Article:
作者：yxflying 译 来源：huffingtonpost 2012-01-18 14:56
A mother saved her own life when she coughed up an inoperable cancer tumour.
Claire Osborn, 37, felt a tickle in her throat and hacked up the 2cm long heart-shaped lump into a tissue. She took the growth to her GP and was given just a 50% of survival after a biopsy revealed it was an aggressive form of mouth and throat cancer.
However, doctors were later stunned when further tests revealed there was no trace of any other cancer in her entire body. It is believed the tumour grew on a 'stalk' at the back of her throat, which dislodged during the coughing fit. Mrs Osborn said: "The consultant turned round to me and said 'It appears you have coughed up your cancer. Congratulations.
"I was totally flabbergasted. I couldn't believe a coughing fit had saved my life. If I hadn't coughed it up, the tumour would have grown and almost certainly spread to my other organs."
The mother of six had her first coughing fit after she felt a scratching sensation in her throat on 11 October last year. She hacked up a lump that resembled "a strip of liver" but she "didn't really think too much about it and threw it away".
It was only the next day when a second coughing fit produced a bigger lump that Mrs Osborn suspected something was seriously wrong.
"The next day I was in the car with my son and the same thing happened again but this time the lump was much bigger, about 2cm long. I knew something was very wrong so I went straight to my GP who sent the tissue sample away for tests."
Two weeks later the 37-year-old returned home from a holiday to be told she had cancer. She said: "I was devastated. The consultant told me the tissue sample was cancerous and I probably had more tumours in my body. They said the cancer was inoperable and I should be prepared for chemotherapy and radiation therapy. I just thought I was going to die. The mortality rate for this cancer is quite high, about 50 per cent, so I started saving for my funeral."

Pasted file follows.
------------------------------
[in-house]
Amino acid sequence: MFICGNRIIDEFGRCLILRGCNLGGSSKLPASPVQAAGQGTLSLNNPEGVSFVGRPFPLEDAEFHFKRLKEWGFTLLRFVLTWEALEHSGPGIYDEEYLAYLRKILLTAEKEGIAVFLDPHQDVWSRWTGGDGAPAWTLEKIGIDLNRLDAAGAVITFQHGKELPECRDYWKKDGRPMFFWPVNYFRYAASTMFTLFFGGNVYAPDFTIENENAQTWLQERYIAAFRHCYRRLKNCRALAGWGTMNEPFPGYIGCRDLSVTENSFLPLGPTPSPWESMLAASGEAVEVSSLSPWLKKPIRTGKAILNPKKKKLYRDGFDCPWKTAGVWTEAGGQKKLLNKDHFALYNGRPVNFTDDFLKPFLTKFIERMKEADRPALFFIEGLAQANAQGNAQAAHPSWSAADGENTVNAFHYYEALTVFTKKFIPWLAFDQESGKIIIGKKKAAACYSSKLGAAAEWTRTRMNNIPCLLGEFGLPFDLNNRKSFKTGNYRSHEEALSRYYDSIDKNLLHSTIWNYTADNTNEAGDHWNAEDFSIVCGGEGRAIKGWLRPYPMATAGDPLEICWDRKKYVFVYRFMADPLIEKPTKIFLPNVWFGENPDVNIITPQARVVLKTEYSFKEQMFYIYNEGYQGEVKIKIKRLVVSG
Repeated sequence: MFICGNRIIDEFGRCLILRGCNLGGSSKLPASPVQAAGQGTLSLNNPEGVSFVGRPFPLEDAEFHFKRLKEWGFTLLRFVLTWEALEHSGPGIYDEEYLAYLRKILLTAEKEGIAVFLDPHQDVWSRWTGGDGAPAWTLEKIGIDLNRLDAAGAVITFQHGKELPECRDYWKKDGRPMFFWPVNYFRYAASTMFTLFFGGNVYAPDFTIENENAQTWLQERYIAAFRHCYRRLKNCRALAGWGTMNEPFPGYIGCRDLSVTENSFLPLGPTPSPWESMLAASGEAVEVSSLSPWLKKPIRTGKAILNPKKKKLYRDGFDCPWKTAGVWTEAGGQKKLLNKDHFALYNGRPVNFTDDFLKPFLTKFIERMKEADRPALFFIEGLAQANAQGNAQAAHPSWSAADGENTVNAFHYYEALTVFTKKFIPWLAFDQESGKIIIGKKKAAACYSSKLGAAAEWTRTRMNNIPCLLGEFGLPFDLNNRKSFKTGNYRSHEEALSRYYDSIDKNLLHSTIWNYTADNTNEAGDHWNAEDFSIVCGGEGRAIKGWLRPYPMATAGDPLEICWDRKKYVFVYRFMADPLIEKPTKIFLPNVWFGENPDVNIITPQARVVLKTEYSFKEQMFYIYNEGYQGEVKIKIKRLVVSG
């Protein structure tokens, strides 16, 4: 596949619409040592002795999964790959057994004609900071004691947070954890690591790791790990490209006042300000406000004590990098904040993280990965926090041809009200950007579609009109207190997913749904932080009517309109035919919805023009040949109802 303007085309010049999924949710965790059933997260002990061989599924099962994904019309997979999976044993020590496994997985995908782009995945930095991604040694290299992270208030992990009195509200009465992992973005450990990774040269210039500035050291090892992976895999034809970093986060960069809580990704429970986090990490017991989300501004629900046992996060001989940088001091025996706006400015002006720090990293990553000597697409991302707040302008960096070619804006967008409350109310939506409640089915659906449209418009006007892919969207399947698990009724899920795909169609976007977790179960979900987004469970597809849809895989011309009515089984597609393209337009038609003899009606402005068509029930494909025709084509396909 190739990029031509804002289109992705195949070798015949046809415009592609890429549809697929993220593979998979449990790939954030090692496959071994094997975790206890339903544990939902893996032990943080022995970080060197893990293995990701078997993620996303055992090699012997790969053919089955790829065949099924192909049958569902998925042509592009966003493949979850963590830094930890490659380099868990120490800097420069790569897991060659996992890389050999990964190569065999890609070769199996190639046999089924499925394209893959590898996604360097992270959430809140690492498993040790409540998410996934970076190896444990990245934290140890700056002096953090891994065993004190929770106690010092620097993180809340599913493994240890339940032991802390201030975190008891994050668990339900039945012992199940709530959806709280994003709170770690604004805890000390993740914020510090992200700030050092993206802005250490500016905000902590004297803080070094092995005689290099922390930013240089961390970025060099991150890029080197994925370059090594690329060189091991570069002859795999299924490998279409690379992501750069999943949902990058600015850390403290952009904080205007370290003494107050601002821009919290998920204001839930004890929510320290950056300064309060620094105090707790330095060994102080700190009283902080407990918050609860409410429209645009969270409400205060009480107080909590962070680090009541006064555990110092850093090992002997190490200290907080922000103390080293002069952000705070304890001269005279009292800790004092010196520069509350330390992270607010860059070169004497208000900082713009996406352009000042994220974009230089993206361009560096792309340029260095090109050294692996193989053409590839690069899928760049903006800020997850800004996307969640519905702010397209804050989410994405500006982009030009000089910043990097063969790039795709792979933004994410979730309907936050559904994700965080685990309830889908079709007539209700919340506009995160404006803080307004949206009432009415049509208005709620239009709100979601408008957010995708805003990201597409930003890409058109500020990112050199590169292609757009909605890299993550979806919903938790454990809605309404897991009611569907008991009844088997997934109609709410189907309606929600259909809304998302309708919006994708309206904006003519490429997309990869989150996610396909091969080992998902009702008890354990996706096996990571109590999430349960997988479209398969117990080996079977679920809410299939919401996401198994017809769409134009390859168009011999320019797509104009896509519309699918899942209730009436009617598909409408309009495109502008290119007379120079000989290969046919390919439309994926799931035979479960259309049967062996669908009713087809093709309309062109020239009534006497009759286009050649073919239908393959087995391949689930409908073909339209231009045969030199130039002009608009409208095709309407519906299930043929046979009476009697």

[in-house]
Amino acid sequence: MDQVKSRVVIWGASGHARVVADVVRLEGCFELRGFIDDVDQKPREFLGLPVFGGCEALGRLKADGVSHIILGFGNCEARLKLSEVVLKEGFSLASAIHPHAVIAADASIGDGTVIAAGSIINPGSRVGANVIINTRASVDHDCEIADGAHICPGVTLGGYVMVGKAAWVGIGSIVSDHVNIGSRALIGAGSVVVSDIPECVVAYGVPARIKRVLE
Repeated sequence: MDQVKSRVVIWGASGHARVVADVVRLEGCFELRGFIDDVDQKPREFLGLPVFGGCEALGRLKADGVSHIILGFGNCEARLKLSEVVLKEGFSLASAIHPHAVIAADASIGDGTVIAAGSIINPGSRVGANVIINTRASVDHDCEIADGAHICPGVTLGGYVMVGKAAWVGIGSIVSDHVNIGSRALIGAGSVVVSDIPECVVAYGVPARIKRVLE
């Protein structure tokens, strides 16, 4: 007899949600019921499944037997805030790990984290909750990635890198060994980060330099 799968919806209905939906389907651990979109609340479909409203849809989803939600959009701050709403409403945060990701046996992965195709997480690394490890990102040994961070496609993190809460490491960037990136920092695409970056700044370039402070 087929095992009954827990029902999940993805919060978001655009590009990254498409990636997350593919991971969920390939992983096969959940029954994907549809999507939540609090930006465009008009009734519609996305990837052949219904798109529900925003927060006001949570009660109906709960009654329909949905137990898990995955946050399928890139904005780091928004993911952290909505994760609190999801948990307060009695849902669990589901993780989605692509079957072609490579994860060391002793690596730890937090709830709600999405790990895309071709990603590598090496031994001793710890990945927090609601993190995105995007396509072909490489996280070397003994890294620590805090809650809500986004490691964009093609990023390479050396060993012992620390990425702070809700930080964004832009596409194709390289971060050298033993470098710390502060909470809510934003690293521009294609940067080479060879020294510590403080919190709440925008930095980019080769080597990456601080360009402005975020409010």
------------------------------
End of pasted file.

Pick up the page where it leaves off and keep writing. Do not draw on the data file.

But doctors at University Hospital Coventry were stunned when Mrs Osborn's test results came back negative. Head and Neck surgeon Gary Walton, who treated her, said: "This patient basically coughed up her cancerous tumour.
"The tissue which she coughed up was tested and there was a malignancy. It was suspected that this could have been part of a tumour elsewhere in the body but scans showed she was clear. It is very uncommon to cough up cancer, but she did it. We suspect the tumour grew on a stalk at the back of her mouth which is very difficult to detect. Somehow she dislodged this and the stalk snapped and she coughed up the tumour."
Full-time mum Claire is now urging other people suffering from tickly coughs to get them checked by a doctor. She said: "If I hadn't coughed anything up I wouldn't have thought anything was wrong. I could still be walking around today with a tumour in my throat and the only symptom was a cough. Anyone with a persistent cough should get checked out as a precaution."